I knew of Roger's reputation. He's retired and involved in all kinds of volunteer projects from Habitat for Humanity to the maple syrup project at Cross of Christ Lutheran Church to the Houston Community Garden and more. And Roger isn't just "a volunteer" in these projects. He's a mover and a of the main people making things happen. And not just happen...happen at lightening speed. And guess what?? He loves owls, and is a retired builder. Too perfect.

So I met several times with Roger to discuss cage requirements and he drafted plans. Once the material list was done we were off tracking down donations. The Houston Nature Center runs heavily on donations, so I was quite used to this. Roger was no stranger to the game either with all the projects he's been involved in.

To make a long story short, the building market is slow, so businesses didn't have big profits from which to donate. But we were able to line up nearly everything at cost and got some items donated. Plus people were generous with their cash donations. (See the donor and volunteer list on the right...and we're not done yet!)

The last thing I need to track down is security cameras and microphones. I've put in a few calls and e-mails to security companies and manufacturers, but nothing yet. Key word is YET. In case you've got connections, I'm looking for day/night cams with audio and infrared illuminators in outdoor housing that can be streamed onto the internet. Kind of high end stuff! But it's very important, as I want the video to stream online so anyone can watch it anywhere in the world and help make observations.

Monday, March 01, 2010

Removing the Egg

This will just be a quickie since I'm in the middle of the final preparations for our International Festival of Owls March 5-7.

Alice has been dutifully sitting on her egg for 18 days, only getting off for seven minute breaks once or maybe twice a day. Since I wanted to let her incubate as long as possible since that's what her body and mind want, she got to skip two programs this past week. Instead of meeting Alice those groups were treated to video footage of Alice on her nest, eating, drinking, and more.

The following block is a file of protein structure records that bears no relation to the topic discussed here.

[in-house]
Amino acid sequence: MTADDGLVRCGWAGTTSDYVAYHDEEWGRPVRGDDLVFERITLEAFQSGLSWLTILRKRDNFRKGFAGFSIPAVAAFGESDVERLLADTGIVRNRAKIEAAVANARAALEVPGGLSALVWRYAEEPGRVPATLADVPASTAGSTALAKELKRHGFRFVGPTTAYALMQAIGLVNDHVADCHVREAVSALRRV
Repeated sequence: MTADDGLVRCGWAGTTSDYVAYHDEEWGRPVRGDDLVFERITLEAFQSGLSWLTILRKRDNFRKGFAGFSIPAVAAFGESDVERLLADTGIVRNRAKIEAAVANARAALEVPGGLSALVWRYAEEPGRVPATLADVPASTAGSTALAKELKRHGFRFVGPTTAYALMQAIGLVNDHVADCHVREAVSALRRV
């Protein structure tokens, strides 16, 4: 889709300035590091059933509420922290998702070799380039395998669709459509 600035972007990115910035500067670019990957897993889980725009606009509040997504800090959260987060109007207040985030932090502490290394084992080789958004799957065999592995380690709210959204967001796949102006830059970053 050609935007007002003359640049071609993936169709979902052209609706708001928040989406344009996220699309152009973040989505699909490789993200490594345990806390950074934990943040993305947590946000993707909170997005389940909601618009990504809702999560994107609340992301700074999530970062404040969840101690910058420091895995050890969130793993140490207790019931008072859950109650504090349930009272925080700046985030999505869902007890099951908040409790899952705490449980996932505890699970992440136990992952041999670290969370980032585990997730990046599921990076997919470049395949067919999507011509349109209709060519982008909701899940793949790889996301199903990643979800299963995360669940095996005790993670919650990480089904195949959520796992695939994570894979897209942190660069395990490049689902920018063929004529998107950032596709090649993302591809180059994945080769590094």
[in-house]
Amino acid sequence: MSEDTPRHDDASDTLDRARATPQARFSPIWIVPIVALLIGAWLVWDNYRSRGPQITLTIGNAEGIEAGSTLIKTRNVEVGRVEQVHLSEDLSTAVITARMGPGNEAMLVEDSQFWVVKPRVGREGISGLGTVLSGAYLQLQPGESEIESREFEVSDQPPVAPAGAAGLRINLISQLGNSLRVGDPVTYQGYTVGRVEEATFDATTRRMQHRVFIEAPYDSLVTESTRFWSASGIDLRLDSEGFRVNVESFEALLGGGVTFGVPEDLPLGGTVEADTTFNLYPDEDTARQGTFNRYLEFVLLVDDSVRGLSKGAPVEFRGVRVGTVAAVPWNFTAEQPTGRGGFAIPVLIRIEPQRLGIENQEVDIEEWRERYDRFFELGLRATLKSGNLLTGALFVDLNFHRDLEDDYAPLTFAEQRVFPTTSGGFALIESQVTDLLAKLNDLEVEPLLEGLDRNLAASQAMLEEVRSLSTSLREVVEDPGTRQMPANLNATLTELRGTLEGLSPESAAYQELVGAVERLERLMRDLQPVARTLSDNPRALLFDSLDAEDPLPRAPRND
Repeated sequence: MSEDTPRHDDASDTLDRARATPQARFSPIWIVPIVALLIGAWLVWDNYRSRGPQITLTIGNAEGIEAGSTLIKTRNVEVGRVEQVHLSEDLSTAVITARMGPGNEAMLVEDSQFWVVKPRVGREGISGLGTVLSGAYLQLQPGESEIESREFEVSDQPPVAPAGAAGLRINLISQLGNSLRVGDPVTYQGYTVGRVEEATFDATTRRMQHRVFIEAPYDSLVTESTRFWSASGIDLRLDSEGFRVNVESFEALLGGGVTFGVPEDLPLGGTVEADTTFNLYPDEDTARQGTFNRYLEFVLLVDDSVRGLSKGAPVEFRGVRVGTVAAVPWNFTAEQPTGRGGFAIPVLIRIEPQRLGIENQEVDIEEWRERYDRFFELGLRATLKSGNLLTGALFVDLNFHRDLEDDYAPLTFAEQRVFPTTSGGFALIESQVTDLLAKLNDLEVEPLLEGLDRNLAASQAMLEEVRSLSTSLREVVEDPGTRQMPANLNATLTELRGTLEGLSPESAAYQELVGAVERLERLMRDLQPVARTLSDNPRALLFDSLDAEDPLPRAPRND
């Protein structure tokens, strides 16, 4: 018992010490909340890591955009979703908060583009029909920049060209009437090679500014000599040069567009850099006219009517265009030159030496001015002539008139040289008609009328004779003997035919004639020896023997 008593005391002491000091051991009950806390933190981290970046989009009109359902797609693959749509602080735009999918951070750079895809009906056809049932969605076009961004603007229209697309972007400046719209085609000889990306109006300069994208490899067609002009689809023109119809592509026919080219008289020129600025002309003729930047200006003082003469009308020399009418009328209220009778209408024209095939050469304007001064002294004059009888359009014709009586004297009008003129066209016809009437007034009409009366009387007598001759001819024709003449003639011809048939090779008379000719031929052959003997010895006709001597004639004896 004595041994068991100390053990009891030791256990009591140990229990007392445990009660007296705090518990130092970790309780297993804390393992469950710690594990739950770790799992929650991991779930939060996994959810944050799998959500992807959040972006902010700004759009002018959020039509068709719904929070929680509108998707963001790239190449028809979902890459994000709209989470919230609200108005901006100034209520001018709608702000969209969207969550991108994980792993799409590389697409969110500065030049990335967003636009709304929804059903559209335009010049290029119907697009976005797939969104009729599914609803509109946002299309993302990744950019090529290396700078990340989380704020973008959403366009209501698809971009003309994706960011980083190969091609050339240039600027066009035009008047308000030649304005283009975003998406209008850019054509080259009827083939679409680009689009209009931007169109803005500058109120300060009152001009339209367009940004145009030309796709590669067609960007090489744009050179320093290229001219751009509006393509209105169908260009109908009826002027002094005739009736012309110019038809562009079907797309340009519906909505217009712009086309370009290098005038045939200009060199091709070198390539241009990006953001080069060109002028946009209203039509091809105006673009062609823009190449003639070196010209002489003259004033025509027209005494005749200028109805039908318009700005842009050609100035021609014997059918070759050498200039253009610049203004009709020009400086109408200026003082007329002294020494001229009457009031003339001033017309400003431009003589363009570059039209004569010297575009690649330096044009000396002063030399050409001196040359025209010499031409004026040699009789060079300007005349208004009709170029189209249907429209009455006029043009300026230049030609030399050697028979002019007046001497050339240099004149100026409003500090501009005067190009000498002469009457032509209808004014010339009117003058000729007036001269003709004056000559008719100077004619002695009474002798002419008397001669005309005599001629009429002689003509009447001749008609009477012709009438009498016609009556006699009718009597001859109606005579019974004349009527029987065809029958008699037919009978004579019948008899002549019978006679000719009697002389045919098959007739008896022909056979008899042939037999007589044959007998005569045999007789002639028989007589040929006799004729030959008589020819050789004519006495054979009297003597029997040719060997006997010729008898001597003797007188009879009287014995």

But Alice needs to attend the owl festival this coming weekend to be inducted into the World Owl Hall of Fame, so I needed to take her egg away before she was finished with a month of sitting on it.

I did that last night when she was off her nest. But when she returned to her nest, she didn't even appear to notice the egg was missing at all and just settled down as usual. About two hours later she started hooting. She was off her egg a few times during the night, and pretty much all day today. She seemed to enjoy being back to looking out the windows, shredding egg cartons, and all of her usual daily activities.

Right after we removed the egg, Hein poked holes in each end and blew out the contents. We thought an egg that had been incubated for 18 days would be raunchy and difficult to blow, but it blew out as easy as a fresh egg and didn't smell at all. (Hein had an egg collection as a child when it was legal to do, so he was the right man for this job!)

We weighed the eggshell and contents and measured the egg itself. Then we looked up typical measurements in the literature. Confirmed: Alice's egg was MONSTROUS!!! I should have weighed it when it was laid and during incubation for better measurements, but still. It's huge! If I didn't lock my door when I'm gone during the day I'd think someone put a goose egg under her.

So anyway, life is returning to normal here, and Alice seems her normal self.

Friday, February 12, 2010

Alice lays an egg!!

All I can say is I wasn't expecting it!

Last January Alice laid the first egg of her life at nearly 12 years of age. But she ate it three days later. So much for that experience.

She starting acting like she was going to lay an egg this year the beginning of January. She sat on her nest 24 hours a day, only getting off to poop and get a drink about once every other day. She stopped eating. I was sure she was going to lay an egg. But after several days of this, she gradually reverted to leaving her nest at night, and she started eating again. Oh well. Hein was here then, so maybe she wasn't quite ready to lay an egg with him around (although she got along with him great!)